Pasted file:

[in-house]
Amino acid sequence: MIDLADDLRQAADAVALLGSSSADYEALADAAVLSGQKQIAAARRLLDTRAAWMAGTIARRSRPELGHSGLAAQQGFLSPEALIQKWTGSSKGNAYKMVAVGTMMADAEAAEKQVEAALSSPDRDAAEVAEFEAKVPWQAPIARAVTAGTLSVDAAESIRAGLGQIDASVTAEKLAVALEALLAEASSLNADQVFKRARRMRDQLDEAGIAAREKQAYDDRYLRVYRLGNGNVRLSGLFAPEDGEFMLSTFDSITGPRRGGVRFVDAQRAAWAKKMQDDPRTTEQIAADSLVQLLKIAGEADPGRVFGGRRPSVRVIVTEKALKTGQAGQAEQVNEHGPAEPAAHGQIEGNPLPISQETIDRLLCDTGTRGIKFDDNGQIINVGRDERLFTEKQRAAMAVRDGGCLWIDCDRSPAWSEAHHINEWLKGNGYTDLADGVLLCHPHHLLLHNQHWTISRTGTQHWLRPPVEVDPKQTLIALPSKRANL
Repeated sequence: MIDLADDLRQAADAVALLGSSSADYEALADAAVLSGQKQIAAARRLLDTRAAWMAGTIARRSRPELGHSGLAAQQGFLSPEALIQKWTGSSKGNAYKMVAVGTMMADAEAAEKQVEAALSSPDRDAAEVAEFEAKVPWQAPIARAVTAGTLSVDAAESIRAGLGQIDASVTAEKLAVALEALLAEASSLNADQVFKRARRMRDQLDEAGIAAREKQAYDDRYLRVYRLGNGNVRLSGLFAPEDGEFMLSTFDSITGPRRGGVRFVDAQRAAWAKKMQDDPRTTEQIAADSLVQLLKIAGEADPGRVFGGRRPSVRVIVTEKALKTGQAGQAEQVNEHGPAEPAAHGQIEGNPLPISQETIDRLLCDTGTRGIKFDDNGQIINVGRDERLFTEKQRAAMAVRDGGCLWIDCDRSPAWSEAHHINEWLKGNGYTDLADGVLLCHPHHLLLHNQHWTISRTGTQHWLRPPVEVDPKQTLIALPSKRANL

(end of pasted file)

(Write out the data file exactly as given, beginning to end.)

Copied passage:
[in-house]
Amino acid sequence: MIDLADDLRQAADAVALLGSSSADYEALADAAVLSGQKQIAAARRLLDTRAAWMAGTIARRSRPELGHSGLAAQQGFLSPEALIQKWTGSSKGNAYKMVAVGTMMADAEAAEKQVEAALSSPDRDAAEVAEFEAKVPWQAPIARAVTAGTLSVDAAESIRAGLGQIDASVTAEKLAVALEALLAEASSLNADQVFKRARRMRDQLDEAGIAAREKQAYDDRYLRVYRLGNGNVRLSGLFAPEDGEFMLSTFDSITGPRRGGVRFVDAQRAAWAKKMQDDPRTTEQIAADSLVQLLKIAGEADPGRVFGGRRPSVRVIVTEKALKTGQAGQAEQVNEHGPAEPAAHGQIEGNPLPISQETIDRLLCDTGTRGIKFDDNGQIINVGRDERLFTEKQRAAMAVRDGGCLWIDCDRSPAWSEAHHINEWLKGNGYTDLADGVLLCHPHHLLLHNQHWTISRTGTQHWLRPPVEVDPKQTLIALPSKRANL
Repeated sequence: MIDLADDLRQAADAVALLGSSSADYEALADAAVLSGQKQIAAARRLLDTRAAWMAGTIARRSRPELGHSGLAAQQGFLSPEALIQKWTGSSKGNAYKMVAVGTMMADAEAAEKQVEAALSSPDRDAAEVAEFEAKVPWQAPIARAVTAGTLSVDAAESIRAGLGQIDASVTAEKLAVALEALLAEASSLNADQVFKRARRMRDQLDEAGIAAREKQAYDDRYLRVYRLGNGNVRLSGLFAPEDGEFMLSTFDSITGPRRGGVRFVDAQRAAWAKKMQDDPRTTEQIAADSLVQLLKIAGEADPGRVFGGRRPSVRVIVTEKALKTGQAGQAEQVNEHGPAEPAAHGQIEGNPLPISQETIDRLLCDTGTRGIKFDDNGQIINVGRDERLFTEKQRAAMAVRDGGCLWIDCDRSPAWSEAHHINEWLKGNGYTDLADGVLLCHPHHLLLHNQHWTISRTGTQHWLRPPVEVDPKQTLIALPSKRANL